French Planted London Explosives in 1984 to Test Security

Source: AFP via Getty Images

There was less humor in the main political story of 1984, the yearlong miners’ strike. Police and strikers fight after a fence collapses outside the Coal Board area headquarters on March 27, 1984 in Doncaster, England. Close

There was less humor in the main political story of 1984, the yearlong miners’ strike.... Read More

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Source: AFP via Getty Images

There was less humor in the main political story of 1984, the yearlong miners’ strike. Police and strikers fight after a fence collapses outside the Coal Board area headquarters on March 27, 1984 in Doncaster, England.

A French security agent planted explosives in his country’s London embassy in an effort to embarrass his British counterparts, according to U.K. government files from 1984 released today.

Other previously secret 30-year-old papers published by the National Archives in London show Margaret Thatcher’s government considered mobilizing troops after warnings of defeat in its battle with striking coal miners, with officials advising her they were powerless to stop Soviet money from reaching the miners’ union.

The incident at the French Embassy was described to Thatcher’s Cabinet on Oct. 25, 1984, by Foreign Secretary Geoffrey Howe. Two days earlier, British police had searched the embassy grounds before a state visit by President Francois Mitterrand and found two small containers of high explosive.

“It had emerged that these were placed there by a French security officer who was in London in connection with the president’s visit, apparently to test the efficacy of British security measures,” according to the minutes of the meeting. “In discussion, it was agreed that the episode was inexplicable.”

The Foreign Office file on the Mitterrand visit is still sealed, so there are few more details on the incident. The minutes do reveal that ministers agreed to seek assurances from the president’s office at the Elysee in Paris that there were no more surprises, especially at Buckingham Palace, where Queen Elizabeth II was due to host Mitterrand. The French government had at this point neither apologized nor explained.

Comedy Reprise

If the incident sounds familiar, it may be because it was used for a 1987 episode of “Yes, Prime Minister,” a BBC television comedy about a British politician.

There was less humor in the main political story of 1984, the yearlong miners’ strike. When it began in March, over the closing of 20 pits, it pitched Thatcher directly against Arthur Scargill, the leader of the National Union of Mineworkers, who declared it a “social and industrial Battle of Britain.”

A decade earlier, an NUM strike had brought down the previous Conservative government led by Edward Heath, and ministers feared a repeat. They had been secretly preparing for such a strike for years, with power stations stockpiling the coal they would need to see them through. In July, though, a national docks strike led to fears over panic-buying of food and concern that the government couldn’t survive a second dispute.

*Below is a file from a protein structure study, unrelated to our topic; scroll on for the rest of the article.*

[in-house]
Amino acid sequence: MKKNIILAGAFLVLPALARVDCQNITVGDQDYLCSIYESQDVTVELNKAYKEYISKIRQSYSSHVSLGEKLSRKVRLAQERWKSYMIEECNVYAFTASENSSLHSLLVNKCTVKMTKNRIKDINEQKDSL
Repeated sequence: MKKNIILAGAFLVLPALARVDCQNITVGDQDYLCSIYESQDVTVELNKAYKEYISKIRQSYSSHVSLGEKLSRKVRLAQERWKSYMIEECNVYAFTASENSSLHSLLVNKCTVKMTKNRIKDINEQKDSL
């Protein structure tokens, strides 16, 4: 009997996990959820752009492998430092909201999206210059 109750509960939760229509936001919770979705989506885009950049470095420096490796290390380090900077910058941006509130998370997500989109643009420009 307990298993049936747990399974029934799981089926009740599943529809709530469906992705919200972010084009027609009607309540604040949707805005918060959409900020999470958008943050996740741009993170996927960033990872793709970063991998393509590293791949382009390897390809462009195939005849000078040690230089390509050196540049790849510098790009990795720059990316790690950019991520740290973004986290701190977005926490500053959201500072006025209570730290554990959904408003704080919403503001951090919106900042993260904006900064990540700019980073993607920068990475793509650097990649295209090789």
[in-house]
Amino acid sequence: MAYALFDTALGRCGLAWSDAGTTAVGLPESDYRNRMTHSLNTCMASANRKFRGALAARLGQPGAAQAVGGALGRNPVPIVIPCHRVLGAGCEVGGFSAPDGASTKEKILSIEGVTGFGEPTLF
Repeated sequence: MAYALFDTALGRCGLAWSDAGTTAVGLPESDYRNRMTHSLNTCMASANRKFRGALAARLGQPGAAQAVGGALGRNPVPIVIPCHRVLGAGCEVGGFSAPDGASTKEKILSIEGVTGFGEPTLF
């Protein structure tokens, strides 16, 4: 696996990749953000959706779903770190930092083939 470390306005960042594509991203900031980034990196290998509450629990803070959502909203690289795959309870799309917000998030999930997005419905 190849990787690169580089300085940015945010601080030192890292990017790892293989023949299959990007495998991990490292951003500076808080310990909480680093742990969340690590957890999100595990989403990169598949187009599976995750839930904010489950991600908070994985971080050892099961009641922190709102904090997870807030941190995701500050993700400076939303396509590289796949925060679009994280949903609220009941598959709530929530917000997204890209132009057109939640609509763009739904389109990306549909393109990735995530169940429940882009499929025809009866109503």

Army Mobilization

Thatcher secretly summoned ministers to discuss the declaration of a state of emergency and the mobilization of the army to transport goods and coal in commandeered trucks. The meeting quickly agreed their initial estimates of required troop numbers were “far too low” and that a state of emergency might make matters worse.

Though the dockers’ strike ended within a week, some still remained nervous. Trade and Industry Secretary Norman Tebbit warned Thatcher a few days later that time wasn’t “on our side,” with coal supplies to power stations likely to run out in January.

“In practice, of course, we could not go right up to the brink but would have to take measures some time well in advance,” he wrote in a letter marked “secret & personal.” “My own guess is that we may come to that point as early as October. We should be utterly realistic among ourselves about what is actually going to happen.”

Walkout Threat

Thatcher was reassured by officials that coal supplies could last well into the following year and ignored Tebbit. Her final moment of danger came in October, when the union representing pit safety officers threatened a walkout. That would have closed every mine in the country, even those where those at the coalface were working.

Government staff drew up contingency plans, including a three-day working week of the sort that had ended the Heath government. In the event, that action was called off, and NUM members realized the tide had turned against them. By November, thousands of men were returning to work.

While the NUM was trying to starve Britain of coal, Thatcher’s government was trying to starve the union of money. The union’s assets had been sequestered by a court after Scargill refused to pay a fine, and ministers believed it was being secretly supported from Moscow.

A note to Thatcher told her that the government’s best hope for stopping money was for an NUM courier to be intercepted with “a suitcase full of banknotes.”

Even then, Cabinet Secretary Robert Armstrong wrote, Customs officials “would have no power to impound the notes, but they would inform the Inland Revenue and the police of any suspiciously large volume of banknotes which they detected. I am afraid this is not certain to yield results, but I am satisfied that it is the best we can do.”

To contact the reporter on this story: Robert Hutton in London at rhutton1@bloomberg.net

To contact the editor responsible for this story: James Hertling at jhertling@bloomberg.net

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